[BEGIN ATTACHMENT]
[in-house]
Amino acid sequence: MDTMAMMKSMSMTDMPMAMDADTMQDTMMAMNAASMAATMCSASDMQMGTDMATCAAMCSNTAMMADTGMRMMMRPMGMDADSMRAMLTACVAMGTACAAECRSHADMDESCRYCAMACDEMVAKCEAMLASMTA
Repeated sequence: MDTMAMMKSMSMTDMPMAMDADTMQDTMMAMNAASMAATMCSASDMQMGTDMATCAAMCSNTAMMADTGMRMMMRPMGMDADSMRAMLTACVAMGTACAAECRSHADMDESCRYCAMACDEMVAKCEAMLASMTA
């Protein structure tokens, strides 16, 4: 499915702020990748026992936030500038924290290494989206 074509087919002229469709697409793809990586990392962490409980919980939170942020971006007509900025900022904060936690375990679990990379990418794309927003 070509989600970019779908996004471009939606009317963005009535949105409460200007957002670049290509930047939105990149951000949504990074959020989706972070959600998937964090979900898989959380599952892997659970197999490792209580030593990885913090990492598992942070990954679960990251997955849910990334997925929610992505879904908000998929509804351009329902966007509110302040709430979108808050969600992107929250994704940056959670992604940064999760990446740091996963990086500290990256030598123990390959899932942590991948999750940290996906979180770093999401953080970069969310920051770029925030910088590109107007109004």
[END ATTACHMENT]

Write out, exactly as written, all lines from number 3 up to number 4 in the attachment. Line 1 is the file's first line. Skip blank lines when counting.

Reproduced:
Repeated sequence: MDTMAMMKSMSMTDMPMAMDADTMQDTMMAMNAASMAATMCSASDMQMGTDMATCAAMCSNTAMMADTGMRMMMRPMGMDADSMRAMLTACVAMGTACAAECRSHADMDESCRYCAMACDEMVAKCEAMLASMTA
């Protein structure tokens, strides 16, 4: 499915702020990748026992936030500038924290290494989206 074509087919002229469709697409793809990586990392962490409980919980939170942020971006007509900025900022904060936690375990679990990379990418794309927003 070509989600970019779908996004471009939606009317963005009535949105409460200007957002670049290509930047939105990149951000949504990074959020989706972070959600998937964090979900898989959380599952892997659970197999490792209580030593990885913090990492598992942070990954679960990251997955849910990334997925929610992505879904908000998929509804351009329902966007509110302040709430979108808050969600992107929250994704940056959670992604940064999760990446740091996963990086500290990256030598123990390959899932942590991948999750940290996906979180770093999401953080970069969310920051770029925030910088590109107007109004």